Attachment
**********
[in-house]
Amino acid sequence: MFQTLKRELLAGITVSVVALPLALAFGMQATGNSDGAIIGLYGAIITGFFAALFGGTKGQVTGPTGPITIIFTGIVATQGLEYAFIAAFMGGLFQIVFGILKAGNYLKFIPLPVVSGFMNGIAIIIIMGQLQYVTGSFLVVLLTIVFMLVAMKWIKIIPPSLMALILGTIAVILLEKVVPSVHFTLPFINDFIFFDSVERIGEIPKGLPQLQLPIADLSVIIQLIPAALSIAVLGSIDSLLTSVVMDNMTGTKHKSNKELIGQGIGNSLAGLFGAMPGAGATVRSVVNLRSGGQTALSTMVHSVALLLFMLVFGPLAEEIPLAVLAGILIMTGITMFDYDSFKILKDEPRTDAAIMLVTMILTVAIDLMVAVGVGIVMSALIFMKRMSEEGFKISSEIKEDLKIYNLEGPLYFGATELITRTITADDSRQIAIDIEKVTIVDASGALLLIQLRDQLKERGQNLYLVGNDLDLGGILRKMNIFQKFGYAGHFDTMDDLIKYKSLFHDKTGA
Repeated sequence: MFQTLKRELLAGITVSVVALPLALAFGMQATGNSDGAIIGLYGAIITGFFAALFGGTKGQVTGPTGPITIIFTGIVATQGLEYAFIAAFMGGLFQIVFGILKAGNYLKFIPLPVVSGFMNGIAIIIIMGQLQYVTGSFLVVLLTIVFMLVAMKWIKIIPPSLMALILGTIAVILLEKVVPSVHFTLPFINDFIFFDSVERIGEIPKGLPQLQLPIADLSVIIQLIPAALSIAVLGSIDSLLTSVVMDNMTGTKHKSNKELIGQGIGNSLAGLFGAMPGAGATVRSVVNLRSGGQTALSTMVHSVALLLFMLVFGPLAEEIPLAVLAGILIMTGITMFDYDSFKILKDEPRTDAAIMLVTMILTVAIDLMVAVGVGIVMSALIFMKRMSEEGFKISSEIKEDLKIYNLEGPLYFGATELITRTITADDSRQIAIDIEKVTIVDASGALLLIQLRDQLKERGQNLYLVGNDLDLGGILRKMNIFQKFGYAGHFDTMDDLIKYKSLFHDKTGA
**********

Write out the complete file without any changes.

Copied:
[in-house]
Amino acid sequence: MFQTLKRELLAGITVSVVALPLALAFGMQATGNSDGAIIGLYGAIITGFFAALFGGTKGQVTGPTGPITIIFTGIVATQGLEYAFIAAFMGGLFQIVFGILKAGNYLKFIPLPVVSGFMNGIAIIIIMGQLQYVTGSFLVVLLTIVFMLVAMKWIKIIPPSLMALILGTIAVILLEKVVPSVHFTLPFINDFIFFDSVERIGEIPKGLPQLQLPIADLSVIIQLIPAALSIAVLGSIDSLLTSVVMDNMTGTKHKSNKELIGQGIGNSLAGLFGAMPGAGATVRSVVNLRSGGQTALSTMVHSVALLLFMLVFGPLAEEIPLAVLAGILIMTGITMFDYDSFKILKDEPRTDAAIMLVTMILTVAIDLMVAVGVGIVMSALIFMKRMSEEGFKISSEIKEDLKIYNLEGPLYFGATELITRTITADDSRQIAIDIEKVTIVDASGALLLIQLRDQLKERGQNLYLVGNDLDLGGILRKMNIFQKFGYAGHFDTMDDLIKYKSLFHDKTGA
Repeated sequence: MFQTLKRELLAGITVSVVALPLALAFGMQATGNSDGAIIGLYGAIITGFFAALFGGTKGQVTGPTGPITIIFTGIVATQGLEYAFIAAFMGGLFQIVFGILKAGNYLKFIPLPVVSGFMNGIAIIIIMGQLQYVTGSFLVVLLTIVFMLVAMKWIKIIPPSLMALILGTIAVILLEKVVPSVHFTLPFINDFIFFDSVERIGEIPKGLPQLQLPIADLSVIIQLIPAALSIAVLGSIDSLLTSVVMDNMTGTKHKSNKELIGQGIGNSLAGLFGAMPGAGATVRSVVNLRSGGQTALSTMVHSVALLLFMLVFGPLAEEIPLAVLAGILIMTGITMFDYDSFKILKDEPRTDAAIMLVTMILTVAIDLMVAVGVGIVMSALIFMKRMSEEGFKISSEIKEDLKIYNLEGPLYFGATELITRTITADDSRQIAIDIEKVTIVDASGALLLIQLRDQLKERGQNLYLVGNDLDLGGILRKMNIFQKFGYAGHFDTMDDLIKYKSLFHDKTGA